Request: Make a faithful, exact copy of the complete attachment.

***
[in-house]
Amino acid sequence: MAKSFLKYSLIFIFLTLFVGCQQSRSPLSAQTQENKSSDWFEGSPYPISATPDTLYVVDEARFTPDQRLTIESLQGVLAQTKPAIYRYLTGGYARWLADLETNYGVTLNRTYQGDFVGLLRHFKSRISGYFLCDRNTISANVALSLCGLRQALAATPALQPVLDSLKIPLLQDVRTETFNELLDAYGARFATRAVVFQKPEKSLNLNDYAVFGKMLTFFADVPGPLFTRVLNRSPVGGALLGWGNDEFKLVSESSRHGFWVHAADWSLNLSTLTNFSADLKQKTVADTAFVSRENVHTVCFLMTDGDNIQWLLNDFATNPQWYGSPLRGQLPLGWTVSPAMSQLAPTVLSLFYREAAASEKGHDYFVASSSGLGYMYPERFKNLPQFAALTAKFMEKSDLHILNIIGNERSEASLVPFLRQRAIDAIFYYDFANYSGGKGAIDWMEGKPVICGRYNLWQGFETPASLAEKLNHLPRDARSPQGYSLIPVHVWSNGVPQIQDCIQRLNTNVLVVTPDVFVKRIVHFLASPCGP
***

[in-house]
Amino acid sequence: MAKSFLKYSLIFIFLTLFVGCQQSRSPLSAQTQENKSSDWFEGSPYPISATPDTLYVVDEARFTPDQRLTIESLQGVLAQTKPAIYRYLTGGYARWLADLETNYGVTLNRTYQGDFVGLLRHFKSRISGYFLCDRNTISANVALSLCGLRQALAATPALQPVLDSLKIPLLQDVRTETFNELLDAYGARFATRAVVFQKPEKSLNLNDYAVFGKMLTFFADVPGPLFTRVLNRSPVGGALLGWGNDEFKLVSESSRHGFWVHAADWSLNLSTLTNFSADLKQKTVADTAFVSRENVHTVCFLMTDGDNIQWLLNDFATNPQWYGSPLRGQLPLGWTVSPAMSQLAPTVLSLFYREAAASEKGHDYFVASSSGLGYMYPERFKNLPQFAALTAKFMEKSDLHILNIIGNERSEASLVPFLRQRAIDAIFYYDFANYSGGKGAIDWMEGKPVICGRYNLWQGFETPASLAEKLNHLPRDARSPQGYSLIPVHVWSNGVPQIQDCIQRLNTNVLVVTPDVFVKRIVHFLASPCGP